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Ischemic injury of endothelium, oxidation of LDL and artherothrombosis

Research project P4/34 (Research action P4)


Persons :


Description :

The research project includes 5 sections:

1. In vitro analysis of the effects of oxidised LDL on endothelial and smooth muscle cell function under static and flow conditions, including the interaction between endothelial cells and monocytes, respectively platelets, and the migration and proliferation of smooth muscle cells.

2. Analysis of LDL in vivo oxidation mechanisms and of the effects of oxidised LDL on the progression and thrombogenicity of atherosclerotic lesions in animal models (mice, rabbits, and miniature pigs).

3. Prospective studies to assess the role of oxidised LDL in the development of atherothrombosis in patients.

4. Study of the effects of high HDL levels on arterial stenosis, prevention of atherosclerosis and regression of atherosclerotic lesions in transgenic mice and in mice and miniature pigs treated with recombinant adenoviruses inducing the liver-specific expression of apolipoprotein A-I, the most abundant apolipoprotein of HDL.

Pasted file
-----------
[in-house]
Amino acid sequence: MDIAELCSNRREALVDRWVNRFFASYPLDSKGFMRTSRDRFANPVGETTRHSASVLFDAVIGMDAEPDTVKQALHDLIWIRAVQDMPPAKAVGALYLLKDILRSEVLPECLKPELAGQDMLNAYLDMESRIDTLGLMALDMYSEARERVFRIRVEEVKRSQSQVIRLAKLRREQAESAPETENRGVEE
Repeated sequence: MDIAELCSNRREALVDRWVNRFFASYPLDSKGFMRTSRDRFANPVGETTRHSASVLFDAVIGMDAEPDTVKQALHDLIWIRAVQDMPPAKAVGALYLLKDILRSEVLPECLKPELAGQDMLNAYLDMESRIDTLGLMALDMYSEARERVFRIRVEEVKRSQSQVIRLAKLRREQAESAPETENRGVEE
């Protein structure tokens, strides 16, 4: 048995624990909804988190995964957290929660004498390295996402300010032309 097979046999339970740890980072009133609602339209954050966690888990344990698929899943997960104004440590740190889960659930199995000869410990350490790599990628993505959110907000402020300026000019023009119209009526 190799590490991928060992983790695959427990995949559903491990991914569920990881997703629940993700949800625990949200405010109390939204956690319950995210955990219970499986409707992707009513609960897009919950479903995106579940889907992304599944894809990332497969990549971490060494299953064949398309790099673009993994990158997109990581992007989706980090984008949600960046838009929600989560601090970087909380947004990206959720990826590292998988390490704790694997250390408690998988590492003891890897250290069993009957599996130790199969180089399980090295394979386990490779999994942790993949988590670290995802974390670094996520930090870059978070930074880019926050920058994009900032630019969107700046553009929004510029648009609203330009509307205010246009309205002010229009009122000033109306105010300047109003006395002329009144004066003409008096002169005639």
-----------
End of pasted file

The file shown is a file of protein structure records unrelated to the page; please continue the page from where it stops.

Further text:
5. Study of the correlation between expression of metalloproteinases and specific inhibitors, activation of the fibrinolytic system and progression of atherosclerosis.

An integrated analysis of the mechanisms of atherothrombosis requires molecular- and cell-level in vitro studies, organ-level ex vivo studies, and in vivo studies. The complementarity of the three network partners makes such an integrated approach possible.

The techniques developed by the FUNDP team to study gene regulation can be applied at cell level (FUNDP and UCL) and at organ level (FUNDP and KUL). The in vitro model of the arterial wall (UCL) makes it possible to study the impact of cell interactions on gene expression (UCL and FUNDP) and to reproduce molecular and cellular interactions observed in vivo (UCL and KUL). Animal models are available for experimental intervention studies with a main focus on gene therapy. The close proximity of the University hospital is a major asset for clinical studies.

These studies will contribute significantly to understanding the complex pathogenesis of ischaemic cardiovascular diseases and may thereby open new approaches to diagnosis and treatment.


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